An Introduction to Dermal Fillers

If you’ve looked in the mirror lately only to wish you could shave a few years or more off, you might be wondering what your options are. After all, not everyone wants to “age gracefully” and accept wrinkles and other signs of aging so readily.

If you’re looking for a change, but the risks of cosmetic surgery aren’t something you relish, you might consider something less invasive like dermal fillers. Let’s take a look at what dermal fillers are, how they differ from Botox injections, and what you might consider using them for.

What Are Dermal Fillers?

Dermal fillers, also known as injectable fillers, are cosmetic treatments often used to help reduce the signs of aging or resolve other minor problems with the skin. They can also help fill in areas of the face that look sunken over time due to a loss of underlying fat and skin elasticity.

They’re used by injecting a substance—such as hyaluronic acid in the case of Juvéderm—beneath the skin to plump the area up. Depending on the filler material used, results can last several months to a year.

How Do Injectable Fillers Differ From Botox?

Botox, a botulinum toxin, works by using a form of bacteria to “freeze” muscles to prevent wrinkles or creases resulting from expressions. It also has medical uses, such as to treat migraines and stop muscle spasms.

Dermal fillers, on the other hand, don’t use any form of toxin. And they aren’t intended to impede muscle movement that would affect your ability to form facial expressions. Instead, they’re injected just below the skin to fill in wrinkles or other skin abnormalities from beneath.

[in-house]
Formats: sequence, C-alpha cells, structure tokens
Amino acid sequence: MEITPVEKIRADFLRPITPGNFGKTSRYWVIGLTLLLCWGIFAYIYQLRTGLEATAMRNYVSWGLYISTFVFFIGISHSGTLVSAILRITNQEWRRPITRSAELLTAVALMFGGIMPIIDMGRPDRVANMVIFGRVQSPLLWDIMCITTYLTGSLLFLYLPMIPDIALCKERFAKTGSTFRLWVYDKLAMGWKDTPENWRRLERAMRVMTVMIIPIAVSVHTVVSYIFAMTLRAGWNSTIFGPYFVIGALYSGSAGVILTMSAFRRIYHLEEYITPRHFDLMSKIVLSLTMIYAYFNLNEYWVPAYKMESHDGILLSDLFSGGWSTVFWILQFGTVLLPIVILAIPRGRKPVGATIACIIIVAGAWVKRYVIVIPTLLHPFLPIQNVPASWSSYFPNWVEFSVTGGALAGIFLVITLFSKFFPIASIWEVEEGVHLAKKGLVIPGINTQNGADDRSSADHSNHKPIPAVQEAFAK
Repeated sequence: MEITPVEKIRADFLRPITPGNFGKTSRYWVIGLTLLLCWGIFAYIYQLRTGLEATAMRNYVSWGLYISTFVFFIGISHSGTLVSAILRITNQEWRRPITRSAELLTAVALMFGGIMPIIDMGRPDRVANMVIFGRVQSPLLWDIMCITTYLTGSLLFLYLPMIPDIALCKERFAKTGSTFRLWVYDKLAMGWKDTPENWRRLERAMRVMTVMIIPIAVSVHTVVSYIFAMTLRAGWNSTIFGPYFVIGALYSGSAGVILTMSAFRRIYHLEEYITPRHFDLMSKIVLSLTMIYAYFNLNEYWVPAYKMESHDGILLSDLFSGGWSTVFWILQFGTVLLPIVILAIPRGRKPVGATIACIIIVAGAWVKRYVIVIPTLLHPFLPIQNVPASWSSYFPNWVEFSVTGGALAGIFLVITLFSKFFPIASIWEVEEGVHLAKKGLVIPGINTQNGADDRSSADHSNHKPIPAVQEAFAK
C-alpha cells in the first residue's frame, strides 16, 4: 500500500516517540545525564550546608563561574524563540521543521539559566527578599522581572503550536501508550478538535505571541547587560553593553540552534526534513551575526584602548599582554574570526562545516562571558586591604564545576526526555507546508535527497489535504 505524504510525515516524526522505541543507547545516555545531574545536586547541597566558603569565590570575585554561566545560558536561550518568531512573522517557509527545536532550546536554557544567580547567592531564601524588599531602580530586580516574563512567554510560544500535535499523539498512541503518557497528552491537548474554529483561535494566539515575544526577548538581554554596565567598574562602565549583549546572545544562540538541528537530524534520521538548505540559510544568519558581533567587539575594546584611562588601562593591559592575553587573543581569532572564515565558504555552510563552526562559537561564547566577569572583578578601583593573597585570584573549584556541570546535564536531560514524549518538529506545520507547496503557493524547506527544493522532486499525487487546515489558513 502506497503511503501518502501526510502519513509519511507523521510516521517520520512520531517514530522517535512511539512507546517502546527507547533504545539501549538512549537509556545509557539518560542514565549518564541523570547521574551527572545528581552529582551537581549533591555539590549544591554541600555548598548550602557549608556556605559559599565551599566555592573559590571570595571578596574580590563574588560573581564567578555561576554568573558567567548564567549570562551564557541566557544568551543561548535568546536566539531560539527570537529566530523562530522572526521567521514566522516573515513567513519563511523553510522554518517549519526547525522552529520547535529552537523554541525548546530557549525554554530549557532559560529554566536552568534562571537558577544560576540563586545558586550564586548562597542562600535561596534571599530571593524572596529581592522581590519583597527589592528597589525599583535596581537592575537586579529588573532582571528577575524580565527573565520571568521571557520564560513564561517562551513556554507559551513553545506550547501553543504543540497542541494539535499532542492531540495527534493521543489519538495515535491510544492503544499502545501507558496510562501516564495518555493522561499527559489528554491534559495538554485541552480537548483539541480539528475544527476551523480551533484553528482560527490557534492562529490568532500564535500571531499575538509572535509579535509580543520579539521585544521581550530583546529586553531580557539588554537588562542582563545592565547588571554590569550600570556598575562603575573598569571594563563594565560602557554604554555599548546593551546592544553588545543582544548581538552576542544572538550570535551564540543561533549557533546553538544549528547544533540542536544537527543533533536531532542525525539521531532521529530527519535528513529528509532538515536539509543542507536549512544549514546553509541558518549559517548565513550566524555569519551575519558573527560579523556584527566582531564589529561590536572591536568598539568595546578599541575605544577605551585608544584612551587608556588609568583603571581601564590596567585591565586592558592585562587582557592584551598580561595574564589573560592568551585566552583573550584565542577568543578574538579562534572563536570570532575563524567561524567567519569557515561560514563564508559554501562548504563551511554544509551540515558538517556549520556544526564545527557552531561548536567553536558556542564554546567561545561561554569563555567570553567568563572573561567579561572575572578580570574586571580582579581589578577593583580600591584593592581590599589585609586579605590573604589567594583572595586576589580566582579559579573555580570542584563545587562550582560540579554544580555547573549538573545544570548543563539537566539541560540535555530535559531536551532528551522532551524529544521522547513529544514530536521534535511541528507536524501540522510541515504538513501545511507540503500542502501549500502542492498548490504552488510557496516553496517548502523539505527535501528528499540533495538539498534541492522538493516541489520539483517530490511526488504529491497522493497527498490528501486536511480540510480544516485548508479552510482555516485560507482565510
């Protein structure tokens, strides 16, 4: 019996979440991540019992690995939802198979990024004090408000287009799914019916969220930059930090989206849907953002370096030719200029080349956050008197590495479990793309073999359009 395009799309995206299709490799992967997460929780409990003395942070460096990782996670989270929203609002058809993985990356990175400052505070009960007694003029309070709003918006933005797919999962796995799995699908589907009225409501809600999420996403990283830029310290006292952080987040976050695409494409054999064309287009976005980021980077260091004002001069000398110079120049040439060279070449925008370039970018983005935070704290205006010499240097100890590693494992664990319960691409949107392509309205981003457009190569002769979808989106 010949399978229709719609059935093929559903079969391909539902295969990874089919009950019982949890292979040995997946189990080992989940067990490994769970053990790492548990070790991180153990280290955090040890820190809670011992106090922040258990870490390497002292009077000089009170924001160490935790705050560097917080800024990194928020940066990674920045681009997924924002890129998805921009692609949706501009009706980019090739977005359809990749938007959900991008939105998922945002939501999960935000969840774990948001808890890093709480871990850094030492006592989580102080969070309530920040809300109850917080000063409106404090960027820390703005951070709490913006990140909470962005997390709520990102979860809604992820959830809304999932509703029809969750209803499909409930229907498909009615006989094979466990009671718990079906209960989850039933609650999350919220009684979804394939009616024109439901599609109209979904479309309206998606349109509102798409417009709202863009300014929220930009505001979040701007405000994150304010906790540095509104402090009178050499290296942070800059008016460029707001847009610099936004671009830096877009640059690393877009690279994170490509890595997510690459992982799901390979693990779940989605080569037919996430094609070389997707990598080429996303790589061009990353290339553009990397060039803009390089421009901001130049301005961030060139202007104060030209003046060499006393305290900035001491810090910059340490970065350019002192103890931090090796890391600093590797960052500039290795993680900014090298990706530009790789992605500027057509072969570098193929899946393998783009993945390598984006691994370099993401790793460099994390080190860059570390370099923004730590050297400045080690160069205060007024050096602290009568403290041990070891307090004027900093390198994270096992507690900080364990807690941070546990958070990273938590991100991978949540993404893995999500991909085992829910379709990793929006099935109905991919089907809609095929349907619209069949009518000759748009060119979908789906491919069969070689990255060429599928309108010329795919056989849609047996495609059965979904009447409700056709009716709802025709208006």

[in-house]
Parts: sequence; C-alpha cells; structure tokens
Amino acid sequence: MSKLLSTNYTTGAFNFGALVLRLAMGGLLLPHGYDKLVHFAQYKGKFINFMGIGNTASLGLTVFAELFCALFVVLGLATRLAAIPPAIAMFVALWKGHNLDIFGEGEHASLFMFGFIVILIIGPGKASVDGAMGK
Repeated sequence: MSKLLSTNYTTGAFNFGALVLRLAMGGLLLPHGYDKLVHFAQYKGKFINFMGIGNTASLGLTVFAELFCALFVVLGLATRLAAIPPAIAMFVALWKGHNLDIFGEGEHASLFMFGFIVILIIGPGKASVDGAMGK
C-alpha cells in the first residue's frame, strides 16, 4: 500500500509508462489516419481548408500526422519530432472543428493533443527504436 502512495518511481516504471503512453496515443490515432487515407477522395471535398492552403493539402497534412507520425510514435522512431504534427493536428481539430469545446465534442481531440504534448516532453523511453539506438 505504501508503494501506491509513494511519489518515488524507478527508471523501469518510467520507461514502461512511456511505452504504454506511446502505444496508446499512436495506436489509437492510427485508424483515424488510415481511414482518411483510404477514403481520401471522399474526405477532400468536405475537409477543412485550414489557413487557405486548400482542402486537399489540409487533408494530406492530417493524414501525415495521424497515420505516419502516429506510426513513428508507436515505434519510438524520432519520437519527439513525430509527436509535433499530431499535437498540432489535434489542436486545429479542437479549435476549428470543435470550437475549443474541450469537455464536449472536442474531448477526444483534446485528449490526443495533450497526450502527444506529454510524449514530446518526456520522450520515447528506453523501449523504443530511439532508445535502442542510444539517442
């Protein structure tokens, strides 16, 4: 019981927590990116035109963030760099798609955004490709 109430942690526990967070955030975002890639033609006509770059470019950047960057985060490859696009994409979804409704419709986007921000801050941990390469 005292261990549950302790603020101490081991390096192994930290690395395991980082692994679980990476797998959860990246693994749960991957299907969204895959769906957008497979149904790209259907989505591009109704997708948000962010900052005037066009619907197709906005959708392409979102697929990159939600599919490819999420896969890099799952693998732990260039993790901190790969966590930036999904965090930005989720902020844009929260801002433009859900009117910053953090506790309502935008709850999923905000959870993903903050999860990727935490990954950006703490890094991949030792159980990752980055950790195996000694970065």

What Can Dermal Fillers Treat?

Here are some conditions injectable fillers might be able to help with, without the need for more invasive and more expensive cosmetic surgery:

  • Fill fine lines and wrinkles, especially on the forehead and around the mouth
  • Plump thin or thinning lips
  • Fill under eye areas or other areas of the face that can become recessed with aging
  • Fill in indented scars resulting from acne or injuries

Are Injectable Fillers Right for You?

Before deciding to get dermal fillers, you should discuss your options with a medical professional. Make sure you don’t have allergies to any of the ingredients in the filler you hope to use. Other side effects of facial fillers are temporary numbness, swelling, the potential for lumps, and bruising.

While dermal fillers might have fewer risks of complications than cosmetic surgery, remember that these treatments do still have risks. You should also remember injectable fillers can be good temporary options to reduce signs of aging or reduce the appearance of certain kinds of scars. But if you want to maintain your new look, then you may need regular treatments, which makes cost another consideration.

If dermal fillers sound like a good option for you, the next step is to contact a dermatologist, cosmetic surgeon, or licensed aesthetician in your area for a personal consultation.

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